Recent Developments in Interest Group Activity in the Northeastern States
A Comparative Perspective
This article uses a combination of qualitative and quantitative methods to analyze the contemporary interest group systems of eleven Northeastern states and compares these with the interest group systems in the fifty states as a whole. It is found that recent changes in the socio-economic and political life of the Northeast have affected surface aspects of the region's interest group systems, such as the range of groups represented and the styles of representation, and has extended power to some new interests to an extent greater than in any other region of the nation. However, recent changes have not altered the fundamental dominance of the policy process by traditional economic and institutional interests which enjoy a marked advantage in the possession of the resources necessary for political influence. The findings from the research also call into question existing theories of an inverse relalionship between group power and (1) socio-economic development, (2) government professionalism, and (3) political party power in the Northeast and the states as a whole.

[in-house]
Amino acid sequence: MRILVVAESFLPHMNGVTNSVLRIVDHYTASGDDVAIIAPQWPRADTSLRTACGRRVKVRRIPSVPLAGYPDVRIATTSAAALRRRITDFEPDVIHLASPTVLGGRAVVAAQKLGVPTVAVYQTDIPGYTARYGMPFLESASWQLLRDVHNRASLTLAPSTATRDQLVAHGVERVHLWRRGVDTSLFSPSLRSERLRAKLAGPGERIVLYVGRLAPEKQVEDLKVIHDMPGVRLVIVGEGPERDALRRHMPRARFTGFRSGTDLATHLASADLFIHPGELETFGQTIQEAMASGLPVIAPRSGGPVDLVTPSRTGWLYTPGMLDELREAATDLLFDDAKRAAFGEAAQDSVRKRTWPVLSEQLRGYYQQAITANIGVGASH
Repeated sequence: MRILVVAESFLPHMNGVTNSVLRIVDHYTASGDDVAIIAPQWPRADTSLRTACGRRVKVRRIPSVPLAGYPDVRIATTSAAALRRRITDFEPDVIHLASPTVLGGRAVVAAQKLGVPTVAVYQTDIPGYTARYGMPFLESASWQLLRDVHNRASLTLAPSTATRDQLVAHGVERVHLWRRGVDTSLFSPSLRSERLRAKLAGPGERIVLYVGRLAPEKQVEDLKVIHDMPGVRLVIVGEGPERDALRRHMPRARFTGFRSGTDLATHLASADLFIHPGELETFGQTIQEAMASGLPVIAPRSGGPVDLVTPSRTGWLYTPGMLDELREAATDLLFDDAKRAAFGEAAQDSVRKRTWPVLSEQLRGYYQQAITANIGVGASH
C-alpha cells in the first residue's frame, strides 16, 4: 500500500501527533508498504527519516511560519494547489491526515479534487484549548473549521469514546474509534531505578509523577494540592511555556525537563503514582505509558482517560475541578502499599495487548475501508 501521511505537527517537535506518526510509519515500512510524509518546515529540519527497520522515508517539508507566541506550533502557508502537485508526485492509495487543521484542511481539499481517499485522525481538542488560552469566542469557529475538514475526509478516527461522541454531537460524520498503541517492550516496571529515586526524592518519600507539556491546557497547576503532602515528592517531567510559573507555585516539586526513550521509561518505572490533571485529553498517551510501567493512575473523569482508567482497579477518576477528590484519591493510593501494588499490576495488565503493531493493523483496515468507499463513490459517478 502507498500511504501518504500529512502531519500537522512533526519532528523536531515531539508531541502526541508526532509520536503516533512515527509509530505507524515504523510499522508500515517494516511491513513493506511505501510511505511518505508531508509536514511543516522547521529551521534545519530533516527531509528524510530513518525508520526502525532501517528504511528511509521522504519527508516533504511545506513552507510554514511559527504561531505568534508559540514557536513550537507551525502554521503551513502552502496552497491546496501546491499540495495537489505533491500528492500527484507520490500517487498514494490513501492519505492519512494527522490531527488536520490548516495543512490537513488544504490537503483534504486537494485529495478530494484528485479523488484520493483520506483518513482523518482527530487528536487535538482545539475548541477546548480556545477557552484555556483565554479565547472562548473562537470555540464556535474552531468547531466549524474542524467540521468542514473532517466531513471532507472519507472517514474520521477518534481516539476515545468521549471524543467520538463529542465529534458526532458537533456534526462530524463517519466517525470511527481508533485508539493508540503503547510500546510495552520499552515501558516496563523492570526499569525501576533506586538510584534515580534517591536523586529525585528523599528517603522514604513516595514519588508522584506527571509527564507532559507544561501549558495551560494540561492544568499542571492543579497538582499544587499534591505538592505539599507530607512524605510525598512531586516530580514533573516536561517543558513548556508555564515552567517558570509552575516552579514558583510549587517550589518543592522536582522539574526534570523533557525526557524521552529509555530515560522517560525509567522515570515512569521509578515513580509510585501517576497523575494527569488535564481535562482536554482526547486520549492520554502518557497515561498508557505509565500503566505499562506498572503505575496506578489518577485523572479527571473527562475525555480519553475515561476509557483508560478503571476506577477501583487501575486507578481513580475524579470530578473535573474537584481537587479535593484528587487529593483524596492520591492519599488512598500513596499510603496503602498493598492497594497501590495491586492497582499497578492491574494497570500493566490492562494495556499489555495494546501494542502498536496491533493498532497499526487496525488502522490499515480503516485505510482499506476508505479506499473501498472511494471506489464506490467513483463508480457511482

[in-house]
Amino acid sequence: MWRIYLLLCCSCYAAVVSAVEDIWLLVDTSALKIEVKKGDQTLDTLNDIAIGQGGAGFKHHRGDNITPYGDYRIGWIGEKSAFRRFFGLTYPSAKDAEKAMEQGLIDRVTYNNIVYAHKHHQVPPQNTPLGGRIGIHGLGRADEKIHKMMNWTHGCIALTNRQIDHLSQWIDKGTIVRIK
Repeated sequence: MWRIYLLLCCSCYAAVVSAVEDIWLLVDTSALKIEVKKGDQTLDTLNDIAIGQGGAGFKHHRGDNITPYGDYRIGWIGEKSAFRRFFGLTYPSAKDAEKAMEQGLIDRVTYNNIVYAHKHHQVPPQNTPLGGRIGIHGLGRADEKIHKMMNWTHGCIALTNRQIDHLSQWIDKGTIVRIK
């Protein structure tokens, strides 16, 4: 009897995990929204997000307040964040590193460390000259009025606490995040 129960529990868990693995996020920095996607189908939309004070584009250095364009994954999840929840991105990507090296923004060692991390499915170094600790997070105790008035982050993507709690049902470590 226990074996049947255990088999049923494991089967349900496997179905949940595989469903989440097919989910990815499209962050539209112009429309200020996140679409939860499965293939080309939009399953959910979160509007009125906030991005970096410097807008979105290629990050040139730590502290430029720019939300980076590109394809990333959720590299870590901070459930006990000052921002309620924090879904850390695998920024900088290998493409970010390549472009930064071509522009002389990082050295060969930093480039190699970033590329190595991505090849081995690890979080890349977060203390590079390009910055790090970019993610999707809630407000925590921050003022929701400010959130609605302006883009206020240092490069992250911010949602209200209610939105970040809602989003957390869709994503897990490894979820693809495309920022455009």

Copyright (c) 1992 Commonwealth
This work is licensed under a Creative Commons Attribution-NonCommercial-NoDerivatives 4.0 International License.
Copyright © by The Pennsylvania Political Science Association
ISSN 2469-7672 (online)